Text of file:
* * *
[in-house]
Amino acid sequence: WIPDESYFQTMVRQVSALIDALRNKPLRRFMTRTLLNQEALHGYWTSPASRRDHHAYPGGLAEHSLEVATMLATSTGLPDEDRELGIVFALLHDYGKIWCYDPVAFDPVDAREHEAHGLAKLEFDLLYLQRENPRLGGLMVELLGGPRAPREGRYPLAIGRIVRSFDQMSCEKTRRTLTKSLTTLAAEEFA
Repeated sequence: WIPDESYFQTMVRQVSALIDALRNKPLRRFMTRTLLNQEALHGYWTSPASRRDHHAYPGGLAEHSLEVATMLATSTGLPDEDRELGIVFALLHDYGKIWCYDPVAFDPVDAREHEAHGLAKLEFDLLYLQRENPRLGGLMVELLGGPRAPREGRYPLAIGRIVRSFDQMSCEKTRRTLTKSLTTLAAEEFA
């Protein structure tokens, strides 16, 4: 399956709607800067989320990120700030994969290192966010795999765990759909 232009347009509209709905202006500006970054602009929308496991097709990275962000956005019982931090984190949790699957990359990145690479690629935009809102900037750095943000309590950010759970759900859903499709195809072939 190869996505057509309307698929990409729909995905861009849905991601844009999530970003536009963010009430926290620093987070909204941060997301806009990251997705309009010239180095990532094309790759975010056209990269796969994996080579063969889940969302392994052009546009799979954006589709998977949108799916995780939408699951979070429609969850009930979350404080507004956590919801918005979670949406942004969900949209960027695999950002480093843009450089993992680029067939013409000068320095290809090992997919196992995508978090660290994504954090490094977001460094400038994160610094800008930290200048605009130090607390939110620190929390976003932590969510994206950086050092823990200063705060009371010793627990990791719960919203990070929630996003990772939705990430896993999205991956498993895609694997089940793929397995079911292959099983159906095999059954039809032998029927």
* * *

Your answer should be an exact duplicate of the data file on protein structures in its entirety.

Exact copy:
[in-house]
Amino acid sequence: WIPDESYFQTMVRQVSALIDALRNKPLRRFMTRTLLNQEALHGYWTSPASRRDHHAYPGGLAEHSLEVATMLATSTGLPDEDRELGIVFALLHDYGKIWCYDPVAFDPVDAREHEAHGLAKLEFDLLYLQRENPRLGGLMVELLGGPRAPREGRYPLAIGRIVRSFDQMSCEKTRRTLTKSLTTLAAEEFA
Repeated sequence: WIPDESYFQTMVRQVSALIDALRNKPLRRFMTRTLLNQEALHGYWTSPASRRDHHAYPGGLAEHSLEVATMLATSTGLPDEDRELGIVFALLHDYGKIWCYDPVAFDPVDAREHEAHGLAKLEFDLLYLQRENPRLGGLMVELLGGPRAPREGRYPLAIGRIVRSFDQMSCEKTRRTLTKSLTTLAAEEFA
């Protein structure tokens, strides 16, 4: 399956709607800067989320990120700030994969290192966010795999765990759909 232009347009509209709905202006500006970054602009929308496991097709990275962000956005019982931090984190949790699957990359990145690479690629935009809102900037750095943000309590950010759970759900859903499709195809072939 190869996505057509309307698929990409729909995905861009849905991601844009999530970003536009963010009430926290620093987070909204941060997301806009990251997705309009010239180095990532094309790759975010056209990269796969994996080579063969889940969302392994052009546009799979954006589709998977949108799916995780939408699951979070429609969850009930979350404080507004956590919801918005979670949406942004969900949209960027695999950002480093843009450089993992680029067939013409000068320095290809090992997919196992995508978090660290994504954090490094977001460094400038994160610094800008930290200048605009130090607390939110620190929390976003932590969510994206950086050092823990200063705060009371010793627990990791719960919203990070929630996003990772939705990430896993999205991956498993895609694997089940793929397995079911292959099983159906095999059954039809032998029927």